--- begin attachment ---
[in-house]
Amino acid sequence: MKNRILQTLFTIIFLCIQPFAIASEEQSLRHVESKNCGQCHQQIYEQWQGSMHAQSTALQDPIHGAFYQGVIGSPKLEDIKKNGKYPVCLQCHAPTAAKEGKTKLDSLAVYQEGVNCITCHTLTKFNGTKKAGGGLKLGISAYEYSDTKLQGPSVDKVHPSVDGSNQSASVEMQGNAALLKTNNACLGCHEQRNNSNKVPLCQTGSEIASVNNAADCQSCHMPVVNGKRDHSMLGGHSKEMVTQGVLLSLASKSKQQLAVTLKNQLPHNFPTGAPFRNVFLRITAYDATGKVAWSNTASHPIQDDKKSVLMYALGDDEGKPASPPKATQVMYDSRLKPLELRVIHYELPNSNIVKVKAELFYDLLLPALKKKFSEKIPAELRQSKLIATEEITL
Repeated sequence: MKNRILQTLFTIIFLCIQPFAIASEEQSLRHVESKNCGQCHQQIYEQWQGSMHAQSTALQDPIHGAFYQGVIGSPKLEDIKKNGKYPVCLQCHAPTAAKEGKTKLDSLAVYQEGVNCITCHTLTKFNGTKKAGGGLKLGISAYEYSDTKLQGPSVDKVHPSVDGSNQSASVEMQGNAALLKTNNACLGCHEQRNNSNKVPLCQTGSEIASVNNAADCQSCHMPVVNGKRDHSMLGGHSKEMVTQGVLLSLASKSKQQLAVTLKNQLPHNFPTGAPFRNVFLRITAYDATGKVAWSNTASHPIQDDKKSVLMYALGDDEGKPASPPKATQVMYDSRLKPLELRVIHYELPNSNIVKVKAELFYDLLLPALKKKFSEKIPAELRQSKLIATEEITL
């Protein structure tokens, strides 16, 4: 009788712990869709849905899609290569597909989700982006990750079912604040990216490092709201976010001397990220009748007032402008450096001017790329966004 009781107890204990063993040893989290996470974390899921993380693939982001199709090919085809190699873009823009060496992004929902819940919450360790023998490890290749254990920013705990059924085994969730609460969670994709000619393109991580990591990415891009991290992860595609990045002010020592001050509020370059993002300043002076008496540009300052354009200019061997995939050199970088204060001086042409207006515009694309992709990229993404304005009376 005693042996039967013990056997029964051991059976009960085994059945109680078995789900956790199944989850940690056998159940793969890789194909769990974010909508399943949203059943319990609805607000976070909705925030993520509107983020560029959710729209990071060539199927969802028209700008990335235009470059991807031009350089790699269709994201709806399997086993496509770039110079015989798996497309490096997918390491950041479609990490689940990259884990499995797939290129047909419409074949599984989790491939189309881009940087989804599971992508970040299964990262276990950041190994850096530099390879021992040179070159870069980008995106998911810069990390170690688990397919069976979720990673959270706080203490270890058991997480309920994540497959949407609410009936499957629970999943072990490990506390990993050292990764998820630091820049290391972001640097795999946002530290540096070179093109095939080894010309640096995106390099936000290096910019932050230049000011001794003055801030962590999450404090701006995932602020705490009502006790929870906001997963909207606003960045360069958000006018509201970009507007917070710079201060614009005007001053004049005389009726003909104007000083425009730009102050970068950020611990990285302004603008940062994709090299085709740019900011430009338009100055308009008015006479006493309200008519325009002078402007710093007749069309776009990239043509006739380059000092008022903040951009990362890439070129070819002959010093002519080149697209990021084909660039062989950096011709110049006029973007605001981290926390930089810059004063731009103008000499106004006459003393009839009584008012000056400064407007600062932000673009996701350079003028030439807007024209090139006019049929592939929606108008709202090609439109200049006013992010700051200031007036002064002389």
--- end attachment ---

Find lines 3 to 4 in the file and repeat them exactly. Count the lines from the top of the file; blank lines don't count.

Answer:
Repeated sequence: MKNRILQTLFTIIFLCIQPFAIASEEQSLRHVESKNCGQCHQQIYEQWQGSMHAQSTALQDPIHGAFYQGVIGSPKLEDIKKNGKYPVCLQCHAPTAAKEGKTKLDSLAVYQEGVNCITCHTLTKFNGTKKAGGGLKLGISAYEYSDTKLQGPSVDKVHPSVDGSNQSASVEMQGNAALLKTNNACLGCHEQRNNSNKVPLCQTGSEIASVNNAADCQSCHMPVVNGKRDHSMLGGHSKEMVTQGVLLSLASKSKQQLAVTLKNQLPHNFPTGAPFRNVFLRITAYDATGKVAWSNTASHPIQDDKKSVLMYALGDDEGKPASPPKATQVMYDSRLKPLELRVIHYELPNSNIVKVKAELFYDLLLPALKKKFSEKIPAELRQSKLIATEEITL
């Protein structure tokens, strides 16, 4: 009788712990869709849905899609290569597909989700982006990750079912604040990216490092709201976010001397990220009748007032402008450096001017790329966004 009781107890204990063993040893989290996470974390899921993380693939982001199709090919085809190699873009823009060496992004929902819940919450360790023998490890290749254990920013705990059924085994969730609460969670994709000619393109991580990591990415891009991290992860595609990045002010020592001050509020370059993002300043002076008496540009300052354009200019061997995939050199970088204060001086042409207006515009694309992709990229993404304005009376 005693042996039967013990056997029964051991059976009960085994059945109680078995789900956790199944989850940690056998159940793969890789194909769990974010909508399943949203059943319990609805607000976070909705925030993520509107983020560029959710729209990071060539199927969802028209700008990335235009470059991807031009350089790699269709994201709806399997086993496509770039110079015989798996497309490096997918390491950041479609990490689940990259884990499995797939290129047909419409074949599984989790491939189309881009940087989804599971992508970040299964990262276990950041190994850096530099390879021992040179070159870069980008995106998911810069990390170690688990397919069976979720990673959270706080203490270890058991997480309920994540497959949407609410009936499957629970999943072990490990506390990993050292990764998820630091820049290391972001640097795999946002530290540096070179093109095939080894010309640096995106390099936000290096910019932050230049000011001794003055801030962590999450404090701006995932602020705490009502006790929870906001997963909207606003960045360069958000006018509201970009507007917070710079201060614009005007001053004049005389009726003909104007000083425009730009102050970068950020611990990285302004603008940062994709090299085709740019900011430009338009100055308009008015006479006493309200008519325009002078402007710093007749069309776009990239043509006739380059000092008022903040951009990362890439070129070819002959010093002519080149697209990021084909660039062989950096011709110049006029973007605001981290926390930089810059004063731009103008000499106004006459003393009839009584008012000056400064407007600062932000673009996701350079003028030439807007024209090139006019049929592939929606108008709202090609439109200049006013992010700051200031007036002064002389």